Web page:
Taking better photos of your children

Advice given here is not to be interpreted as parenting advice: it is simply offering advice to achieve taking better photos of your children. 

 

Please don't ever ask me; "How do I ever get better at photography/ my camera". Firstly, I will tell you why not and then what I can show you with this blog. 

 

Why not:

 

* What are you shooting?

* What mode are you shooting in?

* What are your kids doing whilst you're taking their photo- are they running, jumping or sitting still?

* What are you wanting to achieve with your portait?

* What camera are you using and the list goes on.

 

I want to show you how to take better photos of your children- regardless of the above and regardless of if you are using any camera or phone.

 

If I am any good at my job, I will have you thinking my sessions are flawless with no tears and no need to stop for changing nappies or breast feeding and no child I take a portrait of runs away from the camera.

 

You are doing everything right in your attempts.

 

However- so is your child: all of the above is perfectly and biologically natural. 

 

My job is to temporarily interrupt the primal instincts of children long enough that we may capture beautiful portraits. The beautiful thing is mum's, you already know how to do this. You probably simply haven't applied the techniques of how you normally keep your children feeling calm and relaxed when you're trying to get a good photo of the kids- even if it's just on your iphone. You may simply not realise it's the same process and techniques. 

 

There are two broad categories of children I photograph and who I will discuss: those who want to take over the photography time and those who want to run away from the camera. Let's discuss these two groups here;

 

 

1/ You are wanting a beautiful portrait of your child/ children and all they want to do is show off.

 

 

 

 

Here I apply reverse psychology: I let them. Yep- I let them muck around but only for a bit. Quite often when it comes to the professional photography children can in fact show off as a means to hide their nerves. 

 

As the portrait photographer, I am also a stranger whose confidence or respect they have not gained. Children have had the message to ignore strangers instilled to them from a very early age. Essentially, I am fighting against this piece of psychology. Parents being present does help this process, because where they see mum/ dad giving them permission to interact with me, they know I'm a "safe stranger". 

 

Picture yourself for a moment coming to a complete stranger for your portrait to be taken. It can in fact be quite daunting. During this short time where I let them show off I even become a bit of a kid myself if I have to. I use this time resourcefully to gain their trust and in return, respect. I promise I am not simply wasting your session time. It is only at this time where I can ask them to cooperate with me so we may achieve the portraits we desire. Quite often during this time parents have sometimes felt the need to discipline their children, without realising I am using a process of reverse psychology here.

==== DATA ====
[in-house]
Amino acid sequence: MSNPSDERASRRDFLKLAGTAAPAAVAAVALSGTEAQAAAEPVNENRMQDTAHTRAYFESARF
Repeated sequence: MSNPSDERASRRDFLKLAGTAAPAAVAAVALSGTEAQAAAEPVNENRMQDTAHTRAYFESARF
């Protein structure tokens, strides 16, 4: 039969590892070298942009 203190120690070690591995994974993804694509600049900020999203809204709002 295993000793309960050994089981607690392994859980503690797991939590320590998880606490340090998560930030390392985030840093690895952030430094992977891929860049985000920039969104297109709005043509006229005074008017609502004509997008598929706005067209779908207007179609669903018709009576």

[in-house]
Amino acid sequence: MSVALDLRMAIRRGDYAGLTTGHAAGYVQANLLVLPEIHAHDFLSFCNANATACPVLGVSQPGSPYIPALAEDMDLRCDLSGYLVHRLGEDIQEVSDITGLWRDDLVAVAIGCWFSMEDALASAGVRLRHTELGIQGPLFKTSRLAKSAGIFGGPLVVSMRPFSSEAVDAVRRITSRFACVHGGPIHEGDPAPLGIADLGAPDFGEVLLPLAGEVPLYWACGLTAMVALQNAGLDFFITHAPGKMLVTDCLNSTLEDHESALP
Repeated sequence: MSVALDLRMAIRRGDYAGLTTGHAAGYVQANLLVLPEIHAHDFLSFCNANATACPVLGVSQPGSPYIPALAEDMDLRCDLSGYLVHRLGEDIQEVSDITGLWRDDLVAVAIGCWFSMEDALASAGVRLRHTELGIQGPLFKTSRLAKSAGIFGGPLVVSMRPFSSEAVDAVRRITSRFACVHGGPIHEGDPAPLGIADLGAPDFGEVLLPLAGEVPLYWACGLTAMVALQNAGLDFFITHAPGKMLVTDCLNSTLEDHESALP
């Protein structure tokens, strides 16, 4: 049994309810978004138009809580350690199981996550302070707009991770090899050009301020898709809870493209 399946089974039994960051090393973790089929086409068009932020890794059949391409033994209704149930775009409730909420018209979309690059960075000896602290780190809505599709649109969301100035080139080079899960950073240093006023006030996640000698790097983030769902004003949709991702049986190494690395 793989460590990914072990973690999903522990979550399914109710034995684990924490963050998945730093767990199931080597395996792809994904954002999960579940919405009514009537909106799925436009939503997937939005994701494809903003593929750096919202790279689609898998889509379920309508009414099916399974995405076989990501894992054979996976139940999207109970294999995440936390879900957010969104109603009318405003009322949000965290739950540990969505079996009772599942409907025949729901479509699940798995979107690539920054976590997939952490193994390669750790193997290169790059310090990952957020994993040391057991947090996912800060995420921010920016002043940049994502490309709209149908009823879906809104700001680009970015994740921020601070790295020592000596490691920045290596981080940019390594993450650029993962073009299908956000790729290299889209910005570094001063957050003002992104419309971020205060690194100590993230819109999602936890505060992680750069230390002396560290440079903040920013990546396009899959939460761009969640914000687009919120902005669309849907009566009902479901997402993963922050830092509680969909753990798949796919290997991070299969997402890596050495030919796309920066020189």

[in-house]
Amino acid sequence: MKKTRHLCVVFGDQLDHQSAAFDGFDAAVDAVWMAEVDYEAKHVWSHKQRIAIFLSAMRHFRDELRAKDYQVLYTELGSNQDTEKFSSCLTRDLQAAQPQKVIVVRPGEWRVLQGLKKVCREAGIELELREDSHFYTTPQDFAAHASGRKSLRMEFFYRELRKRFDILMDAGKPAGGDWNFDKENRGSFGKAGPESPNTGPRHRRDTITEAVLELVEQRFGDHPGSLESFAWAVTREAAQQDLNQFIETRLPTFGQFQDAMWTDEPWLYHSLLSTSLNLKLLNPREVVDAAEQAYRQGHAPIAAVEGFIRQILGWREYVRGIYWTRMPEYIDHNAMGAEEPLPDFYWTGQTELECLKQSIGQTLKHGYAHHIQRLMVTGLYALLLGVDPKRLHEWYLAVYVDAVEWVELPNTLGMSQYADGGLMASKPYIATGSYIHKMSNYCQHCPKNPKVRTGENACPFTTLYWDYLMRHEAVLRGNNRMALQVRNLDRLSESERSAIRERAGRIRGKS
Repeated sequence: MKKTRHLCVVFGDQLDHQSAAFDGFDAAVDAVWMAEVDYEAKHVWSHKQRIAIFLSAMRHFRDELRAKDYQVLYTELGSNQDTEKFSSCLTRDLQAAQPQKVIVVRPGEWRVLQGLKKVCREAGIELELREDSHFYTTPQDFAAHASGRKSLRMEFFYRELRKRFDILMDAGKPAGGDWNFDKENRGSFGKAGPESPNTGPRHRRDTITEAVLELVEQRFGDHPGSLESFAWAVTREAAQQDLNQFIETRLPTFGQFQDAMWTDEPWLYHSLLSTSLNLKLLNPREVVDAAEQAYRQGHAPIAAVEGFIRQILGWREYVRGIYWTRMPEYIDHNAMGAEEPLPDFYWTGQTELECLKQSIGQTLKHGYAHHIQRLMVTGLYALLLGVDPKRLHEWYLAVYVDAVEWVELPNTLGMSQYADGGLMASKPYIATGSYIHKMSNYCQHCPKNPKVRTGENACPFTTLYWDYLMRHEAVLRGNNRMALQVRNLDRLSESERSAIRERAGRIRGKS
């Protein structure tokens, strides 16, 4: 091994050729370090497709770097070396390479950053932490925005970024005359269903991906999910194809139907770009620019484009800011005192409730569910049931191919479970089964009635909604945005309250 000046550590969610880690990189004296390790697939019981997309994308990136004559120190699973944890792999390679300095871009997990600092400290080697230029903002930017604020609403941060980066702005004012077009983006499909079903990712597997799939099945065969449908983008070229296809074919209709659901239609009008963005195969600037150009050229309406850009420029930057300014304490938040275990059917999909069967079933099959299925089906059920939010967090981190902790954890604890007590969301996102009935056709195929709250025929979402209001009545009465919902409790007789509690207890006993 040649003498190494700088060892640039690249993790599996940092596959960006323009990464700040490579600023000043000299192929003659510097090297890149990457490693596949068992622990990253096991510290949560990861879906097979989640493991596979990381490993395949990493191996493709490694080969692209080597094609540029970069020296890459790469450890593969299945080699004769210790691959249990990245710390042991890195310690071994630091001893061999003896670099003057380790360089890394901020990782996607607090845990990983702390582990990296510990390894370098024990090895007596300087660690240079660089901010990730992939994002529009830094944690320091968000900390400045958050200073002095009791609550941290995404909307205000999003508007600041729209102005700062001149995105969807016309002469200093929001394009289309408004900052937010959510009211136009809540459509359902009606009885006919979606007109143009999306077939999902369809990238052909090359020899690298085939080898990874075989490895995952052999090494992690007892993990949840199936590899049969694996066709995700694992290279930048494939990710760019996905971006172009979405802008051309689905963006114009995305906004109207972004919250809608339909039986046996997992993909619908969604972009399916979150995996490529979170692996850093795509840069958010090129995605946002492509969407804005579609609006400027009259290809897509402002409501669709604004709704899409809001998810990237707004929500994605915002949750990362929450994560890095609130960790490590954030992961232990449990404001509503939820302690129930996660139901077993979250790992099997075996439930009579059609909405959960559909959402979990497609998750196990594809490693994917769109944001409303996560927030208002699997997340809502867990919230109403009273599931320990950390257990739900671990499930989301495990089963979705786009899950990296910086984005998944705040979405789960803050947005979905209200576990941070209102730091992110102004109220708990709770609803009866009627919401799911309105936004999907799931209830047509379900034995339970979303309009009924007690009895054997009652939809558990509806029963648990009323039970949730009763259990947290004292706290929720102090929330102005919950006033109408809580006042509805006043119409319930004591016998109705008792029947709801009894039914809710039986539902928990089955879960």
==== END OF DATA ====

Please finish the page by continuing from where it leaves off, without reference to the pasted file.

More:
I make a deal with children when they come in which I let mum and dad hear. I tell them; "Ok guys- what we are going to do is have some fun. I want you all to be yourselves and let's do some funny shots. However, what I ask in return is once we've had this bit of fun is if you could please make sure you do some nice formal ones for mum and dad. Is that cool?" 

 

They think it's pretty cool I let them muck around and basically run shop for a while. Then they know when to get serious and when it's time for the formal ones. 

2/ You are wanting to take a beautiful portrait of your child but they are camera shy and cry every time! What to do? 

 

 

Mum's, you know the answer to this- you got this! You do whatever you would normally to during times when they are upset or need comforting. It's exactly the same. In the case of professional photography with me, the children are seeing the biggest camera they have ever see. A close up of my camera shows exactly why it is daunting and scary for them and yes I get tears! However, I tell you how I approach this type of child: I employ absolute patience.

 

You are my client. If it takes a while for your child to feel relaxed in front of my camera- that is totally cool. This is a safe environment for all to come in to create the images you want. That starts with everyone being relaxed- including mum and dad. We all know how we look when we're grumpy. So I add a little help to my camera with my friend.... and it works!

I love the following image which we achieved with the help of my friend who helped this 7 week old feel comfortable just enough to strike a pose with the blanket. Headband provided by LA Photography. 

In any LA Photography children's portrait session:

 

* I do not assume the role of the parent.

* I always ensure someone, even if it's the parent, is watching the child/ children at all times. 

* I always focus on the emotional state of the child ensuring they are happy and relaxed. 

 

 

Most of all- I allow everyone to have fun. 

 

 

How to receive a FREE photography tutoring lesson in your own home on how to take better photos of your children: Book a family portrait session with LA Photography. It is that simple! Happy shooting!